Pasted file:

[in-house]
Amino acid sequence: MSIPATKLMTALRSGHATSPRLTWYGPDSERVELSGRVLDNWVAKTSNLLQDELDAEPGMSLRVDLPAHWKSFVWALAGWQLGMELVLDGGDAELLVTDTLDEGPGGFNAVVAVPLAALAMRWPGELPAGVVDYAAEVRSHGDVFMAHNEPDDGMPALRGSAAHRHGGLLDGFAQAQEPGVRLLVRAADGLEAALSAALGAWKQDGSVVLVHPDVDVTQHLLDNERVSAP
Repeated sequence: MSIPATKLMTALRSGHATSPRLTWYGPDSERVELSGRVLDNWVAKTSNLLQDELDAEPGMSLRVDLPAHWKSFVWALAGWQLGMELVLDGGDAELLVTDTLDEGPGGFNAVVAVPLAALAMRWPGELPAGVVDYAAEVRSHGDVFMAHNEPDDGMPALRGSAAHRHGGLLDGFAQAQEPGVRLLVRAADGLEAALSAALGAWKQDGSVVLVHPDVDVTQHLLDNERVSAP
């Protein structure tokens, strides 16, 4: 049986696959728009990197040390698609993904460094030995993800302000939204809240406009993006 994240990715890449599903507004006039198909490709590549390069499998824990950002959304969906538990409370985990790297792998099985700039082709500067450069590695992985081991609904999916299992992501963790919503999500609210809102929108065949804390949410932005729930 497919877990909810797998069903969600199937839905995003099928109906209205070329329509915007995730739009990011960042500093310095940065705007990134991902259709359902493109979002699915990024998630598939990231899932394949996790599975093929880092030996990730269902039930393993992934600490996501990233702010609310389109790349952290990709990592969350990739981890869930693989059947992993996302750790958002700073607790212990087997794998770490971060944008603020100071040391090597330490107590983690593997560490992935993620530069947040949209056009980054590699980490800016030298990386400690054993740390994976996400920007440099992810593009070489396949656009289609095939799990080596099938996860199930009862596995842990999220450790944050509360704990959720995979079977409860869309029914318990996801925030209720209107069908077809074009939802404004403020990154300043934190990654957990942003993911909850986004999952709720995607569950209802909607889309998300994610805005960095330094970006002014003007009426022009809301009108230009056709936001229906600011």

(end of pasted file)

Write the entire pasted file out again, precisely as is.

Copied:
[in-house]
Amino acid sequence: MSIPATKLMTALRSGHATSPRLTWYGPDSERVELSGRVLDNWVAKTSNLLQDELDAEPGMSLRVDLPAHWKSFVWALAGWQLGMELVLDGGDAELLVTDTLDEGPGGFNAVVAVPLAALAMRWPGELPAGVVDYAAEVRSHGDVFMAHNEPDDGMPALRGSAAHRHGGLLDGFAQAQEPGVRLLVRAADGLEAALSAALGAWKQDGSVVLVHPDVDVTQHLLDNERVSAP
Repeated sequence: MSIPATKLMTALRSGHATSPRLTWYGPDSERVELSGRVLDNWVAKTSNLLQDELDAEPGMSLRVDLPAHWKSFVWALAGWQLGMELVLDGGDAELLVTDTLDEGPGGFNAVVAVPLAALAMRWPGELPAGVVDYAAEVRSHGDVFMAHNEPDDGMPALRGSAAHRHGGLLDGFAQAQEPGVRLLVRAADGLEAALSAALGAWKQDGSVVLVHPDVDVTQHLLDNERVSAP
């Protein structure tokens, strides 16, 4: 049986696959728009990197040390698609993904460094030995993800302000939204809240406009993006 994240990715890449599903507004006039198909490709590549390069499998824990950002959304969906538990409370985990790297792998099985700039082709500067450069590695992985081991609904999916299992992501963790919503999500609210809102929108065949804390949410932005729930 497919877990909810797998069903969600199937839905995003099928109906209205070329329509915007995730739009990011960042500093310095940065705007990134991902259709359902493109979002699915990024998630598939990231899932394949996790599975093929880092030996990730269902039930393993992934600490996501990233702010609310389109790349952290990709990592969350990739981890869930693989059947992993996302750790958002700073607790212990087997794998770490971060944008603020100071040391090597330490107590983690593997560490992935993620530069947040949209056009980054590699980490800016030298990386400690054993740390994976996400920007440099992810593009070489396949656009289609095939799990080596099938996860199930009862596995842990999220450790944050509360704990959720995979079977409860869309029914318990996801925030209720209107069908077809074009939802404004403020990154300043934190990654957990942003993911909850986004999952709720995607569950209802909607889309998300994610805005960095330094970006002014003007009426022009809301009108230009056709936001229906600011």